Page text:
Strong cast and a wild, hilarious show make for a fun night of theater

Faux-dire warnings aside, the Vintage Theatre’s production of “A Gentleman’s Guide to Love and Murder” is thoroughly entertaining, full not only of ample comedy but powerful performances from a very busy cast.

“A Gentleman’s Guide” follows young Monty (Andy Seracuse) as he tries to become part of the D’Ysquith family, a wealthy and noble clan from which Monty’s recently deceased mother had –unbeknownst to Monty – long-ago been banished. Driven to escape his humble origins by love for the enticing but narcissistic Sibelia (Anne Jennes), Monty plots a path to the top of the family tree – one that will come with wealth and a title. Eight human obstacles – members of the D’Ysquith family – stand in his way.

Monty decides to eliminate them all.

The show begins with a musical warning from the cast that murder and mayhem will ensue, and the suggestion that audience members take their leave before the horrors begin. Thankfully, no one takes their advice; it would be a shame to miss the hilarity that follows.

It’s tough to say who should get top billing here. Seracuse as Monty is not only convincing as a simultaneously sweet and utterly duplicitous lead, his singing voice is startlingly powerful. He successfully juggles not only some challenging musical arrangements, but lyrics, lines and dance steps that demand a fast and complex delivery. And he does it all with seeming ease.

But then there’s Bill Brandon, who plays multiple members of the D’Ysquith family – quirky characters of both genders and distinct personalities. Though his vocals are not quite as strong as Seracuse’s, his comedic interpretation of the D’Ysquiths is pure delight. Not far into the show, it seemed the audience collectively leaned in every time Brandon appeared on stage – eager to see and hear his every gesture and word.

Monty’s two love interests were also not only spot-on in their performances, but equally intriguing in different ways. Between giggles, snorts and coy glances, the intellectually vapid but sexually savvy Sibelia plays Monty effortlessly – repeatedly drawing him in, then pushing him (often literally) away. Her change of heart comes only after realizing her once-pedestrian pursuer is in line to become the next earl. Sibelia is wonderfully evil, with occasional and believable undertones of innocent bewilderment. It’s a plus that she’s striking, which makes Monty’s infatuation understandable, if not logical.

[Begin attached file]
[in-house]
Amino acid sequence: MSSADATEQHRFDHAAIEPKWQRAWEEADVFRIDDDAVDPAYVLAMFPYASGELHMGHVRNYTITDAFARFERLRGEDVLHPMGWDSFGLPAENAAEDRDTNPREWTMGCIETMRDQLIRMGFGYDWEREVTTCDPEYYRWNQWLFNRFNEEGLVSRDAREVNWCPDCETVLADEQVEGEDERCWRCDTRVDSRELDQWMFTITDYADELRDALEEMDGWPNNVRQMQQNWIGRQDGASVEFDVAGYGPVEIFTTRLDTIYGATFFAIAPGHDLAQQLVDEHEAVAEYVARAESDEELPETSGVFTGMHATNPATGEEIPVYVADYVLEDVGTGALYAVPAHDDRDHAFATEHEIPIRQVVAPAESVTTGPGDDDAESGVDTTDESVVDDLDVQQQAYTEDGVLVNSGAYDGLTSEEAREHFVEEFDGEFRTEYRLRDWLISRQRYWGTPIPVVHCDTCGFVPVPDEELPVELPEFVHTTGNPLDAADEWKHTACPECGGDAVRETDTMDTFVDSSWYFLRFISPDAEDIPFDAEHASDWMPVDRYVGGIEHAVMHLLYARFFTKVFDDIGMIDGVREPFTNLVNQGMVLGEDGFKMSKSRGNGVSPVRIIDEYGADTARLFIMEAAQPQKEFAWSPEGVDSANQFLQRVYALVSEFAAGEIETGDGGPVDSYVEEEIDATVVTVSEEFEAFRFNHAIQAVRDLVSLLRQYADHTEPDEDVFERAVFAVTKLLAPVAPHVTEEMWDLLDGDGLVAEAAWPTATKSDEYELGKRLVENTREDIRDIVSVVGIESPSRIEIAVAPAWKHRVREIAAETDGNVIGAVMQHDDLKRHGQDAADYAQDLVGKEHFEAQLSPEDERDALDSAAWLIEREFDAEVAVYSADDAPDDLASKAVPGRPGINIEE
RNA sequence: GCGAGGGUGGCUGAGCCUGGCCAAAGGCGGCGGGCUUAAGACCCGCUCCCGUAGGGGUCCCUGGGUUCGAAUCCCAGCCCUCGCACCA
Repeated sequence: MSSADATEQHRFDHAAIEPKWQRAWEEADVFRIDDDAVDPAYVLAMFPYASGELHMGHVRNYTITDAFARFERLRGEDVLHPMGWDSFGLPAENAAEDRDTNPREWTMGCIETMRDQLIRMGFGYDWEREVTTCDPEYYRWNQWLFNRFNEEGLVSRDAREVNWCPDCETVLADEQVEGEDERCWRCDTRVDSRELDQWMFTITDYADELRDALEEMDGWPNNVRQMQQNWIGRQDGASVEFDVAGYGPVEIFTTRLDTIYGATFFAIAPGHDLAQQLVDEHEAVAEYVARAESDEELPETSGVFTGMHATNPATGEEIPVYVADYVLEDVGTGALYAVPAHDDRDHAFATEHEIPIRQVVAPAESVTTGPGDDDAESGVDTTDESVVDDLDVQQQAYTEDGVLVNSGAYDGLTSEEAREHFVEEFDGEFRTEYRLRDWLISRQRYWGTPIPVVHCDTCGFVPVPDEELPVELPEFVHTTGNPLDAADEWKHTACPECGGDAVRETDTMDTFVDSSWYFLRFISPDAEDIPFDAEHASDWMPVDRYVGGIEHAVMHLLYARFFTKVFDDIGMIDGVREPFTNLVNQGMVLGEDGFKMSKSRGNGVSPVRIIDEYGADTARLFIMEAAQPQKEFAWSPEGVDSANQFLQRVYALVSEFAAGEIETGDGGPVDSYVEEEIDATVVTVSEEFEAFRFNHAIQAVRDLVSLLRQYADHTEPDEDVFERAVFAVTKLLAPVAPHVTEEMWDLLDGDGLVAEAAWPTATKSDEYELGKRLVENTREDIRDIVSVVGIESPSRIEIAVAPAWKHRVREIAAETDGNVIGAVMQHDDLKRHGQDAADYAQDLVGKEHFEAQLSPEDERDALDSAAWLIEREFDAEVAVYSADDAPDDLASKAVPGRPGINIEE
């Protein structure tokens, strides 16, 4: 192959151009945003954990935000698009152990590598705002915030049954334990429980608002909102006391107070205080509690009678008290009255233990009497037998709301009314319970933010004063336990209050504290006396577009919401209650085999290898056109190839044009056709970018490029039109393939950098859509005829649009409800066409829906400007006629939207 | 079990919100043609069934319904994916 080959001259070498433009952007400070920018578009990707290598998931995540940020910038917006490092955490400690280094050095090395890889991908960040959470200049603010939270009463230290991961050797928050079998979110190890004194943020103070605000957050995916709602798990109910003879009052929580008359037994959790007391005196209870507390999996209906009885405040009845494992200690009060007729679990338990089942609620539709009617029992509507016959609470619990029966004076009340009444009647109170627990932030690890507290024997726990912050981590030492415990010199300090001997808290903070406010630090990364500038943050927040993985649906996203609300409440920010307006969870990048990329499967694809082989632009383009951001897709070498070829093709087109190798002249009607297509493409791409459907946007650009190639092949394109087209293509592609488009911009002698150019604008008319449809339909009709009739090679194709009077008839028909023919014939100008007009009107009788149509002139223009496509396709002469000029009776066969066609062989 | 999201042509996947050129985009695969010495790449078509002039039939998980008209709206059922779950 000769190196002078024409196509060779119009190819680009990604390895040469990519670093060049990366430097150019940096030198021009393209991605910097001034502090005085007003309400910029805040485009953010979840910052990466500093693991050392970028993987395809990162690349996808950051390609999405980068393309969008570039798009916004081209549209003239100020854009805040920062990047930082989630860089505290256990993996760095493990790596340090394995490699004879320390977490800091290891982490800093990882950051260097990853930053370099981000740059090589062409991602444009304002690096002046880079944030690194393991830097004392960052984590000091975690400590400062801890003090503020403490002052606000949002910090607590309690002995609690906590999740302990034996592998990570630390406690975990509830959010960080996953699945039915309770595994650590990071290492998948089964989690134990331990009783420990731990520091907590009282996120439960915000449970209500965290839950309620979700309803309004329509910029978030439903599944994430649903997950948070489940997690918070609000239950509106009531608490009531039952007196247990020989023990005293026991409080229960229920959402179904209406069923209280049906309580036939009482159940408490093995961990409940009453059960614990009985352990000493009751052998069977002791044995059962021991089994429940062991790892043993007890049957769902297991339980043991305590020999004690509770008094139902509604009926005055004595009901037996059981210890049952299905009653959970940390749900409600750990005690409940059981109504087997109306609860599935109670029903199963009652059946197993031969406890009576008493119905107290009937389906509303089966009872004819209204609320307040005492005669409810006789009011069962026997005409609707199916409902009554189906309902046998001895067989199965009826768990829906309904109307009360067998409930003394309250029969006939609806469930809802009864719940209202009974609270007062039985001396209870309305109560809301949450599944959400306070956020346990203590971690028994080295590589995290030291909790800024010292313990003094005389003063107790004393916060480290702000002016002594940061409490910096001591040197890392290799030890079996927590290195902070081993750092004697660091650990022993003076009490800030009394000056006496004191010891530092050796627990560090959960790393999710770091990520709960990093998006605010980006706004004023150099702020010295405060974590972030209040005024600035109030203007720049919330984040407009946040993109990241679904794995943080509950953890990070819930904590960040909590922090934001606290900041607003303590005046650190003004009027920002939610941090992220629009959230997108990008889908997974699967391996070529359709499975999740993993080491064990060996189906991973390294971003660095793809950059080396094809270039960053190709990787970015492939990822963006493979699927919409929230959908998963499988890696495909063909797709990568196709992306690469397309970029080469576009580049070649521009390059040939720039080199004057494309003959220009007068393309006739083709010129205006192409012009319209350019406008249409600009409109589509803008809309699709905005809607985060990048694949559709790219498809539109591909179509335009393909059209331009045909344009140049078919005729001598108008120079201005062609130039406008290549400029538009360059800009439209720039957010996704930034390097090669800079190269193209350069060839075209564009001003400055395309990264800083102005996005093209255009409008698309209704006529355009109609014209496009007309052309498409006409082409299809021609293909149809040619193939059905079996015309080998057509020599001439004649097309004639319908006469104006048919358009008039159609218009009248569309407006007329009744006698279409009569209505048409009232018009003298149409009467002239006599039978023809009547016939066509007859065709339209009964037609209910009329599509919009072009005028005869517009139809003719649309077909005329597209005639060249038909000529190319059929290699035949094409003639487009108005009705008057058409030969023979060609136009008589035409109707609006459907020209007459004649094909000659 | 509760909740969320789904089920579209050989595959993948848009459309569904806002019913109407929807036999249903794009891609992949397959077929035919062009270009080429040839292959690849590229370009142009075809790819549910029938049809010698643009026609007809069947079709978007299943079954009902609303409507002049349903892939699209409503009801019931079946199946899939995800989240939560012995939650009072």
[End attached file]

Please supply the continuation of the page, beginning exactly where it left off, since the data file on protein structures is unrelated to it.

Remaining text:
Meanwhile Phoebe D’Ysquith (Katie Jackson) plays Monty’s earnest, loyal and saccharine-sweet distant cousin, who quickly falls for the handsome, seemingly unspoiled new member of her aristocratic family. Equally as beautiful as the blonde Sibelia, brunette Phoebe exudes wholesome sincerity and an uncomplicated adoration for Monty. The dramatic contrasts between these two fascinating characters makes it easy to see why Monty’s head is spinning. Both women also boast strong musical talents.

The ensemble adds greatly to this story with often biting social commentary and indignant expressions that humorously highlight their points.

Director Bernie Cardell makes good use of the theater’s three stages, with the action shifting from one to another. During one scene, an actor is on each stage, making it tough to decide who to watch.

The flouncy red curtains are likely a permanent fixture at the Vintage Theatre (this was my first visit), but they served as a perfect enhancement to this vaudeville-esque production.

To say much more would take away from the experience of this fast-moving, always amusing tale. And that would be a crime worse than any depicted on this stage.